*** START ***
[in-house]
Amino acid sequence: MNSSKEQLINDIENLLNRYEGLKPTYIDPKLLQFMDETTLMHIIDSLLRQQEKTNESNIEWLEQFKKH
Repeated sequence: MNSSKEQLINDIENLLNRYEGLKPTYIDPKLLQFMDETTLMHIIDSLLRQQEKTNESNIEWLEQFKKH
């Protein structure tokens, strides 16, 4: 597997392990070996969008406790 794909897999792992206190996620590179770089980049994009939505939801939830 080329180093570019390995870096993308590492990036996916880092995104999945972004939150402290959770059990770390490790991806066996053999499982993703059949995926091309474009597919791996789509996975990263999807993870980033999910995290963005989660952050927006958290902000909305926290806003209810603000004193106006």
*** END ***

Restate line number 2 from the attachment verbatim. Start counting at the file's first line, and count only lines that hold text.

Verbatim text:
Amino acid sequence: MNSSKEQLINDIENLLNRYEGLKPTYIDPKLLQFMDETTLMHIIDSLLRQQEKTNESNIEWLEQFKKH